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Three first-time ministers to oversee COVID-19 response

In the newly launched Kishida Cabinet, three first-time ministers will oversee COVID-19 countermeasures. Goto Shigeyuki (no LDP faction affiliation) has been appointed to lead the Ministry of Health, Labor and Welfare (MHLW). The two preceding administrations of Abe Shinzo and Suga Yoshihide were criticized for failing to effectively guide the MHLW, which resulted in delayed handling of the pandemic. Some are concerned about Kishida’s selections, wondering whether this team of first-time ministers will be able to effectively address the COVID-19 crisis.

 

Kishida appointed Yamagiwa Daishiro to the post of Minister in charge of Economic Revitalization, replacing Nishimura Yasutoshi, who assumed the position in spring 2020 around the time COVID-19 cases started to skyrocket. As economic revitalization minister, Yamagiwa will be responsible for the legislation that covers the declaration of states of emergency. Horiuchi Noriko, a third-time Diet member, will replace Kono Taro as vaccine czar.

 

On the evening of Oct. 4, Kishida told the press: “I instructed the three [coronavirus] ministers to offer the Japanese people a comprehensive vision for COVID-19 response efforts as soon as possible, including accelerating inoculations, offering effective treatments, and boosting testing capacity.”

 

“We will examine what has hindered the progress of the COVID-19 response measures in the past,” Kishida added. “We will also develop legislation for limiting people’s movements and securing hospital beds in case of emergency. Fundamental changes will be made to strengthen Japan’s crisis response, including response headquarters’ functionality.”

 

The post of health minister is traditionally given to someone with previous cabinet experience, like Kato Katsunobu and Tamura Norihisa. Both Kato and Tamura had substantial experience in social security and were reputed for having a detailed knowledge of the workings of health-and-labor policy implementation.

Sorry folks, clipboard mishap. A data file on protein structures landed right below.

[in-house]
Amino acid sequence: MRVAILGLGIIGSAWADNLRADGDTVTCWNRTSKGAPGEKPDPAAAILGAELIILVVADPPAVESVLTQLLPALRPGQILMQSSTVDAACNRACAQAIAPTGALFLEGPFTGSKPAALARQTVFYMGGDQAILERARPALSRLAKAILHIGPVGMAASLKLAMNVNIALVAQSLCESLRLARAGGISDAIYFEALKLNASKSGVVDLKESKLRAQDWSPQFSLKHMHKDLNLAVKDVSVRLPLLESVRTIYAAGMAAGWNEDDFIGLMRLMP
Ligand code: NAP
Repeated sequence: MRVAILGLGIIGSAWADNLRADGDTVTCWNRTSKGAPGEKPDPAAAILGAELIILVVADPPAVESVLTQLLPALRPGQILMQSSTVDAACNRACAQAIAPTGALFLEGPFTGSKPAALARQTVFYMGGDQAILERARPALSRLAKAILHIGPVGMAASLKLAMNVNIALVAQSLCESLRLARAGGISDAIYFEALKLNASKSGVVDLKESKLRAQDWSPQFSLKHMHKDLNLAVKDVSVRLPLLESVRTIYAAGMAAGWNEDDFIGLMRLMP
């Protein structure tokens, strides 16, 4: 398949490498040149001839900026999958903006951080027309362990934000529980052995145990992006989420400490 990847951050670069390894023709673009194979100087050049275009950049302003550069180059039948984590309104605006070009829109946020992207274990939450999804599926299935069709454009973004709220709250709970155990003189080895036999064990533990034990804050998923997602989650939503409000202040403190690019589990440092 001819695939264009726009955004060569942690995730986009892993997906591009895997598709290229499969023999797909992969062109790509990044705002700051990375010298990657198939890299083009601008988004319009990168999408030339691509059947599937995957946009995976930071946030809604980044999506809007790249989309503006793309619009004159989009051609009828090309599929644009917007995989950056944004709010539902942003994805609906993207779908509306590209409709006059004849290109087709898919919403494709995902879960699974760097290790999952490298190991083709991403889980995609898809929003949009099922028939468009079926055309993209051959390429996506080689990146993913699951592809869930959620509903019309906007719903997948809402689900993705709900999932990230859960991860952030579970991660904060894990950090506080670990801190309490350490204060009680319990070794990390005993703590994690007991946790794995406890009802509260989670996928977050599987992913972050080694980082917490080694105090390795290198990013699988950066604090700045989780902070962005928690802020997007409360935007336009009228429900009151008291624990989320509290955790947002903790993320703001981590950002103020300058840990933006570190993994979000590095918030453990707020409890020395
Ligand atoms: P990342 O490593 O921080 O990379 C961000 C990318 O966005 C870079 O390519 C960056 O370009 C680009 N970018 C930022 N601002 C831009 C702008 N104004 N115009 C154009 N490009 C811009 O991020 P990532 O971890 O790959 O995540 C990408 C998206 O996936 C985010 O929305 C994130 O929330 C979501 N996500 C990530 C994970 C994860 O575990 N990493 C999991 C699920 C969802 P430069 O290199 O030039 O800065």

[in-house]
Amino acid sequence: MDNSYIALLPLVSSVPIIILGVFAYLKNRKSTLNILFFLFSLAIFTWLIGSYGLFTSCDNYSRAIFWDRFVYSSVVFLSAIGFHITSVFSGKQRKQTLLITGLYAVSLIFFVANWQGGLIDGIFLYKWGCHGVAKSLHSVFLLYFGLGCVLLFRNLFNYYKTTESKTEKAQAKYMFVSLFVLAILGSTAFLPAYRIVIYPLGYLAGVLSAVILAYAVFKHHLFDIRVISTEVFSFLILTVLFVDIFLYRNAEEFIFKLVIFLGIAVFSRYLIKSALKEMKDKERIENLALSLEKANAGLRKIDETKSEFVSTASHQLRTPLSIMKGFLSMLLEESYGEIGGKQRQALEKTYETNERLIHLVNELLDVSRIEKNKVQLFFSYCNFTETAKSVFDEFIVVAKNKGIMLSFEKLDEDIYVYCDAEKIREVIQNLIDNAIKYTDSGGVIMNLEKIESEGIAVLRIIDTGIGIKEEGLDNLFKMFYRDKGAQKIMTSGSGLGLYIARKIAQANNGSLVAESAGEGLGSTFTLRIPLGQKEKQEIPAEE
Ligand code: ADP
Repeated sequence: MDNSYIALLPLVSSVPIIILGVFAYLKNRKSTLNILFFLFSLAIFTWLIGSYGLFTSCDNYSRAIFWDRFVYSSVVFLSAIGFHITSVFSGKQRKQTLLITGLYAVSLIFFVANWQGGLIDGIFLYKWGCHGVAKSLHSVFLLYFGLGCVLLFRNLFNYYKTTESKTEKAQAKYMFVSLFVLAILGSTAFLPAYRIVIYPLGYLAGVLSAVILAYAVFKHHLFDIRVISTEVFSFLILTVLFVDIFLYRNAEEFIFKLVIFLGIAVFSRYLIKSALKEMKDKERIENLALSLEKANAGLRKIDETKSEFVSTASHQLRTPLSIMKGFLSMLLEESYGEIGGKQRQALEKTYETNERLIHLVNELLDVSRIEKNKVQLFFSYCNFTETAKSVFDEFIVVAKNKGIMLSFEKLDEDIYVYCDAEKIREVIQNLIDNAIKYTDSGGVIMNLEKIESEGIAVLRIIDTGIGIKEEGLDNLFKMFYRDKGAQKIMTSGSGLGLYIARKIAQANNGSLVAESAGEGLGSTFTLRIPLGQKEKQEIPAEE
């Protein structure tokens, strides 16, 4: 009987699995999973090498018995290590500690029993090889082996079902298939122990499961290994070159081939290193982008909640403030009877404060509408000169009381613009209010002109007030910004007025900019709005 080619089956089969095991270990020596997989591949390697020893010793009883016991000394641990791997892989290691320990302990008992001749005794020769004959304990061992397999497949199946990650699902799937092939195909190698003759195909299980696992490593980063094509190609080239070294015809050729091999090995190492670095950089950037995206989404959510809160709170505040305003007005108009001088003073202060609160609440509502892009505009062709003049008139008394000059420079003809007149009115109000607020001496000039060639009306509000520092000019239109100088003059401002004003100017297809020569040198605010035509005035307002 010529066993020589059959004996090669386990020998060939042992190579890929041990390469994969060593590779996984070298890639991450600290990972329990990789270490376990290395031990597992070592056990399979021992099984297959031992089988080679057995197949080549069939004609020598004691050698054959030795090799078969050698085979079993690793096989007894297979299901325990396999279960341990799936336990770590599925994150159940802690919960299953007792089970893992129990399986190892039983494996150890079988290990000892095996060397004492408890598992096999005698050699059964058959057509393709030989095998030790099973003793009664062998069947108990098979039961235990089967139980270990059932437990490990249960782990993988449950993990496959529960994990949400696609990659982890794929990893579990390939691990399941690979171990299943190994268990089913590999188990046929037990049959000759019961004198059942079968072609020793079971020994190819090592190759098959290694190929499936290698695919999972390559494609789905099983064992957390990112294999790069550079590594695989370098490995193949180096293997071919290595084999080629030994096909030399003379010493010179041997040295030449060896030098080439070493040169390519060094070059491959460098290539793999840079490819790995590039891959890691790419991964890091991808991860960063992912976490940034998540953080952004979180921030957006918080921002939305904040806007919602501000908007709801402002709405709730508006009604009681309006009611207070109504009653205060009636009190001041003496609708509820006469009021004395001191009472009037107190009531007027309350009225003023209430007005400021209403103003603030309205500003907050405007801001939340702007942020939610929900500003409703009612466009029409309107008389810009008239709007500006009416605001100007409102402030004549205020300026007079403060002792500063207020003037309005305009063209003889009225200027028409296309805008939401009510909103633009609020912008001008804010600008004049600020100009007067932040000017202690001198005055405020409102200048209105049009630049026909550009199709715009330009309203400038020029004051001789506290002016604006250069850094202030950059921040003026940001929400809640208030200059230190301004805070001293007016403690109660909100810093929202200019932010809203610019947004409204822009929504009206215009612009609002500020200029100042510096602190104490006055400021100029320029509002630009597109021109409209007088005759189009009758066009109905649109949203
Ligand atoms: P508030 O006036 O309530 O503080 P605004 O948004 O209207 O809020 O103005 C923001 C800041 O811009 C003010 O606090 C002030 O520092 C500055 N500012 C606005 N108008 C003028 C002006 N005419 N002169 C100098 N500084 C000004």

Some in the Liberal Democratic Party see the MHLW’s stance on COVID-19 countermeasures as reflecting the ministry’s reluctance to make sweeping changes, which it claims will undermine consistency with past policies and the law. This stance made it difficult for both Abe and Suga to carry out COVID-19 countermeasures.

 

The Suga administration assigned someone other than the MHLW minister to serve as a vaccine minister so that COVID-19 response efforts could be led by the Prime Minister’s Office [Kantei] instead of the MHLW. Goto, who has just been appointed to take the reins of the ministry, has been involved in LDP COVID-19 countermeasures discussions. Goto is originally from the Finance Ministry and has a deep understanding of how Kasumigaseki bureaucrats think. His appointment clearly shows that Kishida intends to break down the wall between the ministry and the Kantei.

 

Furthermore, none of Kishida’s executive secretaries hail from the MHLW. Two are from the Ministry of Finance, one of them being Unami Hirotaka, who worked on the MHLW budget for many years at the MOF Budget Bureau. Reportedly, Kishida strongly pushed for Unami’s appointment.

 

In addition to working with the central government, the new COVID-19 ministers must tackle the difficult job of coordinating with local municipalities and regional medical institutions. Prefectural governments oversee medical care. In the Tokyo metropolitan area, the special wards oversee the public health centers in their jurisdiction. Currently, the central government sets the overall vision for the COVID-19 response, and the local governments formulate specific plans to implement that vision.

 

Some 80% of health institutions in Japan are private, and their decisions are not totally under the control of the central government. Kishida as well as the three new ministers are not experienced in negotiating with local and private counterparts and navigating the difficulties that arise.

 

Oct. 1 saw the end of the state of emergency. Campaigning for the Lower House election will start on Oct. 19, and the election will be held on Oct. 31. It will be difficult for the new ministers to revise laws and plan budget allocation before the election. If the government wants to strengthen measures to limit people’s movements [in the event of an emergency]. it will have to wait until next January, when the ordinary Diet session convenes, to revise current legislation.

 

A sixth wave of COVID-19 is expected this winter. The new ministers must develop a system that boosts temporary medical facilities and supports home visits to those recuperating at home. If there is a need for stronger measures, the administration should discuss revisions to the related laws and a budget plan at the same time as the election campaigning. The new COVID ministers will not have the luxury of a warm-up period. Even though they are new to serving on a cabinet, they will be required to produce results quickly.

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